If you have had cancer or know someone who has, then you are familiar with biopsies.
During a traditional biopsy, your doctor cuts out a tumor or a piece of suspicious tissue from a patient to examine under a microscope, in order to determine whether the cells are cancerous and, if so, what type of cancer they represent. Now, more than ever, the cells are also tested for genetic changes known to be associated with that type of cancer to give us clues as to the most effective treatment.
A liquid biopsy, on the other hand, doesn’t involve cutting out tissue. This non-invasive blood test is performed to look for pieces of DNA from tumor cells that are in the blood, to provide researchers and physicians with information about your cancer.
Liquid biopsies are used in regular clinical practice for patients for whom tissue biopsies are too small to allow genomic analysis and for on-going research.
“We are doing studies to determine if a liquid biopsy can be used to help find cancer at an early stage, to help us plan treatment or to find out how well treatment is working,” says Dr. Raja Mudad, a medical oncologist at Sylvester Comprehensive Cancer Center, part of the University of Miami Health System. “Because we can take multiple samples of blood over time, it should help us keep track of molecular changes taking place in a tumor. In patients with known molecular abnormalities, it may also be useful in assessing response to treatment.”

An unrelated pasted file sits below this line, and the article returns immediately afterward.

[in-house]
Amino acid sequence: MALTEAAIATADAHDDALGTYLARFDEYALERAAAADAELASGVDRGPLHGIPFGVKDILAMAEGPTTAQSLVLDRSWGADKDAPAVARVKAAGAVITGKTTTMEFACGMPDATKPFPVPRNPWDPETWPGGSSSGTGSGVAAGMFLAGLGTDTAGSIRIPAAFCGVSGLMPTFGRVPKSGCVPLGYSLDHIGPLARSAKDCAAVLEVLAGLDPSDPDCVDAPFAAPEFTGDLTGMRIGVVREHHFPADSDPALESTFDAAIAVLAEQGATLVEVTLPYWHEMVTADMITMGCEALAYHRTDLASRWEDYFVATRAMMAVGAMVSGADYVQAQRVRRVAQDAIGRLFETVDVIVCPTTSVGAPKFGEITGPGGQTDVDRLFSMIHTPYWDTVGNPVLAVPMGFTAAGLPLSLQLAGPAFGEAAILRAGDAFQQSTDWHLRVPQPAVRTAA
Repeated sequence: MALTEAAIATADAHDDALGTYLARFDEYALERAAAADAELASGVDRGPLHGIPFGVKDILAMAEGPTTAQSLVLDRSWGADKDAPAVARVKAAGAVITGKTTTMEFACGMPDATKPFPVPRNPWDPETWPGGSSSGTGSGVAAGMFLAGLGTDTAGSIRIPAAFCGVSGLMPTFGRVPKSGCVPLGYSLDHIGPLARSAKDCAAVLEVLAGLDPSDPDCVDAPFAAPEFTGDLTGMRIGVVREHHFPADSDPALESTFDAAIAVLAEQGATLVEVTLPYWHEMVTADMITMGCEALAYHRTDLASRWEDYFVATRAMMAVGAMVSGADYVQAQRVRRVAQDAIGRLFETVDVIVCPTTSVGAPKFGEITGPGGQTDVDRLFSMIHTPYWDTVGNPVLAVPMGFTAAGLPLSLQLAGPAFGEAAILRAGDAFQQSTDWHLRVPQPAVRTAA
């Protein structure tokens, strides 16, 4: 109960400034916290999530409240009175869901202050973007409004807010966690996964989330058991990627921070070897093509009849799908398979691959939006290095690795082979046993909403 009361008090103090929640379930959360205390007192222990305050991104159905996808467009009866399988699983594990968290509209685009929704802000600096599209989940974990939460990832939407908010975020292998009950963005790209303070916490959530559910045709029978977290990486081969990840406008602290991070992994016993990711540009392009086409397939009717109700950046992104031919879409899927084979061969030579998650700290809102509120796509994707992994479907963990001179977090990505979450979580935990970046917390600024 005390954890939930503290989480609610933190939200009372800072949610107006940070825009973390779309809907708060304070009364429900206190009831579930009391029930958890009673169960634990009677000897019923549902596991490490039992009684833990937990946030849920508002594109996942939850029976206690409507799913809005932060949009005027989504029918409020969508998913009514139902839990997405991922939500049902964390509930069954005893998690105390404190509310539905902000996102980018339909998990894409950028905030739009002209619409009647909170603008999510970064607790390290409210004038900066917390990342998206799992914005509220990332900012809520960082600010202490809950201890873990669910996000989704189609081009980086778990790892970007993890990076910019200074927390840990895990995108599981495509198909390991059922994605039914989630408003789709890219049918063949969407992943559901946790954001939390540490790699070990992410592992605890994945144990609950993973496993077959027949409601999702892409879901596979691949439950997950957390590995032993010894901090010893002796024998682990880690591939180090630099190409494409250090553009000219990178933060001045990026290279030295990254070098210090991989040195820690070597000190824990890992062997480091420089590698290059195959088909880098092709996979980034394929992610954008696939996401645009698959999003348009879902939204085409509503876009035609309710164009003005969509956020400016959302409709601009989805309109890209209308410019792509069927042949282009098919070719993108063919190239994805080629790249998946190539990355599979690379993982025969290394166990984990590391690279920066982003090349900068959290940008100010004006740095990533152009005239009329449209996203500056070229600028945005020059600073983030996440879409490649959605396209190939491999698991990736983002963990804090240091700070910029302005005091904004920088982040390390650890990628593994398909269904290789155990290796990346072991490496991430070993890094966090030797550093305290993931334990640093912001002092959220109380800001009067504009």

We hope in the not too distant future that this technique can become the standard of care.
Tumors shed free-floating DNA into the bloodstream as the cells within them die. Collecting and analyzing this DNA allows doctors to determine which therapies have the best chance of working and which are likely to be ineffective. Because this type of biopsy requires only a simple blood draw, samples taken repeatedly over the course of your treatment could track changes in the quantity or composition of tumor DNA and show your doctor how well or poorly a particular therapy is working.
That way you can change to a more effective treatment sooner, and not waste time and energy with a treatment that isn’t working. This approach is currently being investigated.
For example, says Dr. Mudad, all lung cancer patients need an initial tumor surgical biopsy to confirm the diagnosis of cancer. Then, liquid biopsies can detect mutations that can help your doctor select individual therapy, especially if not enough material was available from the tissue biopsy. Patients with lung cancer and certain mutations who receive mutation-specific, also called targeted, therapy may develop a different mutation over time, causing resistance. Liquid biopsy may detect this resistance even before X-rays can see cancer progression.
The future of liquid biopsies
“Liquid biopsy represents a significant advance in the field of oncology,” says Dr. Mudad. “It can help in a variety of cancers, discovering new and treatable targets. And as we discover new abnormalities in cancers, new drugs are developed, which will provide more treatment options for patients.”
Mary Jo Blackwood, RN, MPH, is a contributing writer for the UMiami Health News blog. She is a two-time breast cancer thriver, and a long-time freelance medical writer based in St. Louis, MO and Hartsel, CO. She has written physician-to-physician magazine articles, consumer health articles, and webpages for cancer patients, among other things.